Gotham's criminal element were portrayed by a veritable cast of then Hollywood's Elite, but the recurring characters were The Riddler (Frank Gorshin), later played by John Astin, who played Gomez Addams of the Addams Family, Catwoman (Julie Newmar, Eartha Kitt, and Lee Meriwether in the feature film), The Joker (played by Latin romantic leading man, Caesar Romero), and The Penguin (played by veteran actor Burgess Meredith), who later played Mickey in the Rocky movies.

Other villians include Vincent Price (Egghead), Victor Buono (King Tut), Cliff Robertson (Shane), The Mad Hatter (David Wayne), False Face (Malachi Throne), Mr. Freeze (Otto Preminger, and George Sanders), The Bookworm (Roddy McDowell), and the list goes on.

Batgirl was added in 1967, and played by Yvonne Craig.

Back to the show:

Each week at 7:30 on Wednesday and Thursday nights, one of Gotham's super-criminals commits a crime that's too difficult for the police to handle. Batman and Robin are summoned either by the Batphone, or the Bat-signal located on the roof of police headquarters. Bruce and Dick access the Batcave via the batpoles, magically changing into their costumes as they reach the cave. They hop into the Batmobile, and speed off to police headquarters.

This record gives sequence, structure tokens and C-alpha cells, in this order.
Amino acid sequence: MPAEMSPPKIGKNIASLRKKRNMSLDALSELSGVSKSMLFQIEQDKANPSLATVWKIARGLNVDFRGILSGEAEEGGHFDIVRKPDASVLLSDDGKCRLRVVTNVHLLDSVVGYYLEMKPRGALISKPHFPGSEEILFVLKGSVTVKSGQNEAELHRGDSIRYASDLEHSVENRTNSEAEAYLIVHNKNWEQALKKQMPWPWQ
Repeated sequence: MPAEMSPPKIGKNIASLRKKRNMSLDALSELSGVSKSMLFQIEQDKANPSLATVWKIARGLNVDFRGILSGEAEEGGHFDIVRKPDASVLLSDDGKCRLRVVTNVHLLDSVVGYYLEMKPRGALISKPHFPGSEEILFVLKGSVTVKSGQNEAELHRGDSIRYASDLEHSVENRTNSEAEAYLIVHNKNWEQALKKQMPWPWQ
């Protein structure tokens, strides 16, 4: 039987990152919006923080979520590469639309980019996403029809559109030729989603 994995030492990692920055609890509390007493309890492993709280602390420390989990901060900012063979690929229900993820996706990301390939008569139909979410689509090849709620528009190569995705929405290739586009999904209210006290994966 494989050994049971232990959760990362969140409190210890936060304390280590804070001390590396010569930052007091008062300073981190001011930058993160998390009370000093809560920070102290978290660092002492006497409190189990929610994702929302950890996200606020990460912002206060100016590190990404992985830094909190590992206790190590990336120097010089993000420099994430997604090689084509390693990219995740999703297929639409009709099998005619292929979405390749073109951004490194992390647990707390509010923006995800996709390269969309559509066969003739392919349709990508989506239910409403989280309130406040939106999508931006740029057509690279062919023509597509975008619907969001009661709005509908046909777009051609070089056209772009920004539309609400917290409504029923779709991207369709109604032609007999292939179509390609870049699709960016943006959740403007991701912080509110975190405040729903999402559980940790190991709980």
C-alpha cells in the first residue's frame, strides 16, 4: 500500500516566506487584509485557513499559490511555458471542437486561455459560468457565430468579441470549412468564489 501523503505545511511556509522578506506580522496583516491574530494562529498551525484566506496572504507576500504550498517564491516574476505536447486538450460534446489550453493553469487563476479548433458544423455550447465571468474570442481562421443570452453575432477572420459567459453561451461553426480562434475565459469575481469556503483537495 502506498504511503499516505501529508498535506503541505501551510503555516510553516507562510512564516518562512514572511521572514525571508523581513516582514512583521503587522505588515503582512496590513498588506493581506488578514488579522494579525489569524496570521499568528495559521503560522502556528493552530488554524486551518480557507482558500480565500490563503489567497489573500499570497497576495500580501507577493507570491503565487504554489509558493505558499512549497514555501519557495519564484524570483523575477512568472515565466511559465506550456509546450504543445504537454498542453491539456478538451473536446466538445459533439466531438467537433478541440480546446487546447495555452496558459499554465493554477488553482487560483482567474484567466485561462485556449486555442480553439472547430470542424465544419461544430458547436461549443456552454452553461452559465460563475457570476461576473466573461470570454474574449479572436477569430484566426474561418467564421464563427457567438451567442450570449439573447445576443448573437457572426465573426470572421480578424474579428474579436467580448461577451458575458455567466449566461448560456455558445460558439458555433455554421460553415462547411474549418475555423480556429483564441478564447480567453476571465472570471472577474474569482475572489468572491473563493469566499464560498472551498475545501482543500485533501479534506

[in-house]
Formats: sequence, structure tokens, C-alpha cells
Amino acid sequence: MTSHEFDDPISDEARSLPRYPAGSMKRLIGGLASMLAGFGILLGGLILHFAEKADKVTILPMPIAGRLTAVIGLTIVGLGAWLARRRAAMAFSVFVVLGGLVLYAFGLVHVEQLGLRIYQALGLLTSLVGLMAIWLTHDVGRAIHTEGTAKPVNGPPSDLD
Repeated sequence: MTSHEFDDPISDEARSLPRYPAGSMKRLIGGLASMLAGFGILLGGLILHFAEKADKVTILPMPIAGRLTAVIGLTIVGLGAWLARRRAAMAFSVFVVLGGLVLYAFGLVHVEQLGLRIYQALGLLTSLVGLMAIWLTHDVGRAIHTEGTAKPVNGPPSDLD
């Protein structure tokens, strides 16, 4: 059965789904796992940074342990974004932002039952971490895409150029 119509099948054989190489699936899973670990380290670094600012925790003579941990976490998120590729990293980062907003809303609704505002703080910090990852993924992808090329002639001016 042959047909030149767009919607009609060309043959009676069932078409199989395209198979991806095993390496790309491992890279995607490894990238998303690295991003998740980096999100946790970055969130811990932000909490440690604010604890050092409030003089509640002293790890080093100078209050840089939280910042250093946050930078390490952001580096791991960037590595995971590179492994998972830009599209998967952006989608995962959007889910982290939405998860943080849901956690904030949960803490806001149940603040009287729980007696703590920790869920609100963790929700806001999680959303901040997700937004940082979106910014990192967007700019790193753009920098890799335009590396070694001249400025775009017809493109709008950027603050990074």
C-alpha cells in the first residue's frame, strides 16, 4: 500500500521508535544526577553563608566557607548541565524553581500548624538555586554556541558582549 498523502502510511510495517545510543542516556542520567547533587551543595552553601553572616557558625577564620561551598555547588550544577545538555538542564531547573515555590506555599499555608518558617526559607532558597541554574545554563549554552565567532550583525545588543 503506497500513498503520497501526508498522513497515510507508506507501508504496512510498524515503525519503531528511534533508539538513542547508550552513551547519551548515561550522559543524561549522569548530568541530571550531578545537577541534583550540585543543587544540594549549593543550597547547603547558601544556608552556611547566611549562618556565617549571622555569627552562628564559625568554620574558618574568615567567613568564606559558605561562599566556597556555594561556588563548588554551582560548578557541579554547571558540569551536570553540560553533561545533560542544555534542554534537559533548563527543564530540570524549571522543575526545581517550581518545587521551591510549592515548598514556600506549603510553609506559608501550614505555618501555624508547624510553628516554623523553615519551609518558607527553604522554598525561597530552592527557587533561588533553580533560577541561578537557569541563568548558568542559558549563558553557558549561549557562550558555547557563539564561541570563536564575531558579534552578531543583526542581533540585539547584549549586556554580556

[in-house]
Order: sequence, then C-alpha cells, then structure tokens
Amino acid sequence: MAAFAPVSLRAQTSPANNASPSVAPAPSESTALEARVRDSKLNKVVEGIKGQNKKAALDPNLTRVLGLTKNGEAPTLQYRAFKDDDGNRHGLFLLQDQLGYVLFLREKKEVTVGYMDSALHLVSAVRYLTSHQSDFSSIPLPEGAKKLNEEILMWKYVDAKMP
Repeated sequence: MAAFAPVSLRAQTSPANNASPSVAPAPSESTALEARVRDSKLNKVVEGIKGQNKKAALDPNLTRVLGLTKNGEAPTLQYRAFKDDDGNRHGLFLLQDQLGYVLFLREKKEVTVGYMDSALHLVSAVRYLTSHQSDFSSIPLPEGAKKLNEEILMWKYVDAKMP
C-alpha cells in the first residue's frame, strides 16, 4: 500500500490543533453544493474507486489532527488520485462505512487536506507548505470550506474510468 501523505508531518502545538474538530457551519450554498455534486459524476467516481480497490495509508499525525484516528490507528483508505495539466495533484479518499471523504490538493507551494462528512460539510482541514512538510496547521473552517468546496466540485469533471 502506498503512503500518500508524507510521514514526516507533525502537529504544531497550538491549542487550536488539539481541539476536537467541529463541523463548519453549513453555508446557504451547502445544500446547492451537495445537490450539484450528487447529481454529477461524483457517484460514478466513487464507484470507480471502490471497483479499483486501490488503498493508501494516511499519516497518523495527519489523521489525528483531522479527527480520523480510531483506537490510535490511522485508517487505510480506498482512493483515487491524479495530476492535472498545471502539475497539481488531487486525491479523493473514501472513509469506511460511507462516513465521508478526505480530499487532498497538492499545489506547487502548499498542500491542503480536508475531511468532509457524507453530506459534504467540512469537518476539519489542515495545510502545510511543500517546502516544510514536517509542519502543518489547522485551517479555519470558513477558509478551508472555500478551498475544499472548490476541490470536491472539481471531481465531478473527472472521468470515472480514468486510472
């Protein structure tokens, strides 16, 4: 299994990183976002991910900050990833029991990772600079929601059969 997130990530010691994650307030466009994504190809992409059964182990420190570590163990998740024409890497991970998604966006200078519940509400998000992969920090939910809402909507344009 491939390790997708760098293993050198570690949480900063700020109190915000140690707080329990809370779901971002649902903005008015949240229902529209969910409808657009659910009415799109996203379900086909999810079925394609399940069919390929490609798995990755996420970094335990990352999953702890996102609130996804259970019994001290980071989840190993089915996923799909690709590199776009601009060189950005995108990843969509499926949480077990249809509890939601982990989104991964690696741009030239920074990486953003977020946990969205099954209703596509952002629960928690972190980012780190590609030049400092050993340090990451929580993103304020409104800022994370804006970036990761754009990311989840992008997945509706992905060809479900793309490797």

There they figure out the criminal's plot, and they're on the case. Catching up with said perp, a fight ensues, but the tables are turned and the Dynamic Duo are trapped in a cliffhanger ending that's resolved the next night,

After escaping the death trap, the pair resume tracking down the villian, finally subduing him or her, making Gotham safe until next week. This is the basic scenario for each show, with a few variations.

The show was played tongue-in cheek, in contrast to the character's earlier incarnations, and by today's standards is just plain silly. However, for a nine year old kid in 1966, this was high art.

The Series started out as a phenonmenon, leading to a marketer's paradise in merchandising, (toys, games, etc), and even a feature film was produced in 1966, showcasing all the main characters, pitting Batman and Robin against all four villians, (Joker, Catwoman, Riddler, and Penguin), whose plan was world domination. The film followed the same format as the series, and did well at the box office.

The rollercoaster ride for the series ended in 1968, due to budget constraints caused by sagging ratings. Even the introduction of Batgirl wasn't enough to save the show. I thought her addition sealed the series' fate.

Today, the series remains popular in syndication. Althougn the show hasn't officially been released on DVD as yet. There are other products featuring the cast that will whet your Bat-Whistle.